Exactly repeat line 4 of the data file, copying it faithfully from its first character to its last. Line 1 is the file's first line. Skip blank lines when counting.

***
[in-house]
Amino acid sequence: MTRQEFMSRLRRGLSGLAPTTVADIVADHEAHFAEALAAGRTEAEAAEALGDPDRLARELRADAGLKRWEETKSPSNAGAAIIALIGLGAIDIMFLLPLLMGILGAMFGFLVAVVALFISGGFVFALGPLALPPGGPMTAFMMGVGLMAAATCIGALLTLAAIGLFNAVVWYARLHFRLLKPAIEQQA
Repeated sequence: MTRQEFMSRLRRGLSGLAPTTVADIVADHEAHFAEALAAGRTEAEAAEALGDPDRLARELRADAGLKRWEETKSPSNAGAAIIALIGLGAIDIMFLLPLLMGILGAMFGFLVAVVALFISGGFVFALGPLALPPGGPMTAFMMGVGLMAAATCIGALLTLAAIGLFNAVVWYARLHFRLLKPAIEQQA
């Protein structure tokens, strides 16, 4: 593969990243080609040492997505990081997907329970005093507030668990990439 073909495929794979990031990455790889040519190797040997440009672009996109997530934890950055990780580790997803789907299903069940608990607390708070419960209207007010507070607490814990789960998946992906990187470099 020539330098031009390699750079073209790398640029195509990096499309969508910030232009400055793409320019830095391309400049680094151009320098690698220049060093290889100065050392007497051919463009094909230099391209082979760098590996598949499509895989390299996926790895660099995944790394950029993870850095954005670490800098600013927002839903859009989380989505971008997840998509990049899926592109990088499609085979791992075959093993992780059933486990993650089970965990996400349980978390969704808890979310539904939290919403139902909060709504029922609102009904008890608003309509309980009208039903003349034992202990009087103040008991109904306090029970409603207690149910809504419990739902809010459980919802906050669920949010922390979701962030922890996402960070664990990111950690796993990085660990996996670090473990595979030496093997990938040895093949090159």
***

């Protein structure tokens, strides 16, 4: 593969990243080609040492997505990081997907329970005093507030668990990439 073909495929794979990031990455790889040519190797040997440009672009996109997530934890950055990780580790997803789907299903069940608990607390708070419960209207007010507070607490814990789960998946992906990187470099 020539330098031009390699750079073209790398640029195509990096499309969508910030232009400055793409320019830095391309400049680094151009320098690698220049060093290889100065050392007497051919463009094909230099391209082979760098590996598949499509895989390299996926790895660099995944790394950029993870850095954005670490800098600013927002839903859009989380989505971008997840998509990049899926592109990088499609085979791992075959093993992780059933486990993650089970965990996400349980978390969704808890979310539904939290919403139902909060709504029922609102009904008890608003309509309980009208039903003349034992202990009087103040008991109904306090029970409603207690149910809504419990739902809010459980919802906050669920949010922390979701962030922890996402960070664990990111950690796993990085660990996996670090473990595979030496093997990938040895093949090159």